According to the Fed’s September 2015 minutes, the key reasons behind policymakers’ decision not to raise rates were developments outside the US. The reason that these external factors played a key role in determining US monetary policy is that they portray a slowdown in the global economy, notably in China. A slowdown signals a decrease in demand for foreign goods, which could mean a fall in US exports. Exports have already been under pressure due to a strong US dollar. The dollar has also impacted revenues of large exporters like Colgate (CL), Honeywell International (HON), and IBM (IBM), among others.
A decrease in exports will further reduce the value of net exports (or exports minus imports), which is already negative. This will reduce the economic output of the nation. Thus, policymakers decided to wait and watch for further developments before taking action.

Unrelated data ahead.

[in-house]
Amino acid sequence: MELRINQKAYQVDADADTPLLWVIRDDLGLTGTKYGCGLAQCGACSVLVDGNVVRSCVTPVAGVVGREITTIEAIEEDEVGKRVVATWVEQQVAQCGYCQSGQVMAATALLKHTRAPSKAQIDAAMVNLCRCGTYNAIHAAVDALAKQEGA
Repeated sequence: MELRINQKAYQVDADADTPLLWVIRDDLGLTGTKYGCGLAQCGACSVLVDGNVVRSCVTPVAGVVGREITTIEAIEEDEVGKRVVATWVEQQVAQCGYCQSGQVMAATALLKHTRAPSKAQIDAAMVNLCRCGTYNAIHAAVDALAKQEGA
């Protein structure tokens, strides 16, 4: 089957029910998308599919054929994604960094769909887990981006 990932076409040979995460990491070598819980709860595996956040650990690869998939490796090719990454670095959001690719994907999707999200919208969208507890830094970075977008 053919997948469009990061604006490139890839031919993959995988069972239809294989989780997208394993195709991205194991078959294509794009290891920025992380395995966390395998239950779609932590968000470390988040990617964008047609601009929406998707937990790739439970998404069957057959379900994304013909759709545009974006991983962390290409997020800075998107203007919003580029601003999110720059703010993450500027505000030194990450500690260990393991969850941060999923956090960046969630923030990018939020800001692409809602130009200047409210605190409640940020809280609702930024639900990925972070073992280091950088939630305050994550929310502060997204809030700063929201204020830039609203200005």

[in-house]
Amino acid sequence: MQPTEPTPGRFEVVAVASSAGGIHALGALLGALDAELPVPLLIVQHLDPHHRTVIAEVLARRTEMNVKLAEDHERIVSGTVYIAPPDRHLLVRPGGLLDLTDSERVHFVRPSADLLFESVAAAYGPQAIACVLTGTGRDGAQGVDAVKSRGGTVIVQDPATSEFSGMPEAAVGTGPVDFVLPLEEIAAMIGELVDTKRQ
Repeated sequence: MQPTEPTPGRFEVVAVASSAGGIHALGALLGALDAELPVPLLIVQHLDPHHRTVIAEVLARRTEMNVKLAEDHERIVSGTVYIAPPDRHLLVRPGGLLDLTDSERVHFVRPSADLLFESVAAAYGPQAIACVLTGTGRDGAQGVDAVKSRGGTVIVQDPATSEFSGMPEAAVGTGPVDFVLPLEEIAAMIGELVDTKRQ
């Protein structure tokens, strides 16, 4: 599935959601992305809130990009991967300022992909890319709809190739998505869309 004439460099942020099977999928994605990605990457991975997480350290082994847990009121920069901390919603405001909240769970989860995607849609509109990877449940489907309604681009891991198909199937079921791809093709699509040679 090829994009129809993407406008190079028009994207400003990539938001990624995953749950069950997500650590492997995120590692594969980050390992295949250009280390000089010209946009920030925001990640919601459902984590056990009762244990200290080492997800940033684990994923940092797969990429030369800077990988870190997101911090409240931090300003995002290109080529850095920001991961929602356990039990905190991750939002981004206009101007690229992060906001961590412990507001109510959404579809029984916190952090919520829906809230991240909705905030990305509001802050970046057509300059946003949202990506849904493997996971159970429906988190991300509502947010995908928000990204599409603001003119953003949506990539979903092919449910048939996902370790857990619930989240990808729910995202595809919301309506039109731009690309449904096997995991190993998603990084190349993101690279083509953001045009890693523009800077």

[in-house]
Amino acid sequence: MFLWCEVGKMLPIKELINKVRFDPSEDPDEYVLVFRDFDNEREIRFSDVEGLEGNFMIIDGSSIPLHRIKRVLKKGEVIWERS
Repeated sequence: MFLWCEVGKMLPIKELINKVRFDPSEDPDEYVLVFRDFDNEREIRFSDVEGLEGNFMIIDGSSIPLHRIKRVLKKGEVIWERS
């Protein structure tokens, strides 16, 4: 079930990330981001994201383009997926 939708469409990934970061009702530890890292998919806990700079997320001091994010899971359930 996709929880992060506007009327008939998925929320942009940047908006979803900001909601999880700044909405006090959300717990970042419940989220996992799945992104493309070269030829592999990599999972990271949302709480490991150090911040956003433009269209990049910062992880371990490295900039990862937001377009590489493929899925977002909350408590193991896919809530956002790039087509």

Economic indicators are good, but could be better
Economic growth, inflation, and unemployment figures indicate to policymakers that the US economy is good, but could be better. The September 2015 minutes had several good things to say about labor market metrics and economic growth. However, the US central bank was cautious and concerned about inflation.
Though projections for economic growth were revised up a bit for 2015, they were scaled down a notch for 2016. Policymakers were positive about the unemployment rate falling further in the future, but a few were concerned about the slack in the labor market.
However, things were different in regards to inflation. In June 2015, policymakers had projected that PCE (price consumption expenditure) inflation would reach the 2.0% level in 2017. However, in the September meeting, policymakers forecast that inflation wouldn’t reach that level until 2018. Projections for core PCE inflation were also revised downward.
In this series, we will look at a few key issues that the Fed’s September 2015 minutes highlighted. We’ll also analyze the implications of the minutes on diversified (AGTHX) and fixed income (BGNAX) mutual funds.
In the next article, we’ll look at how the financial markets reacted to the Fed’s September meeting minutes.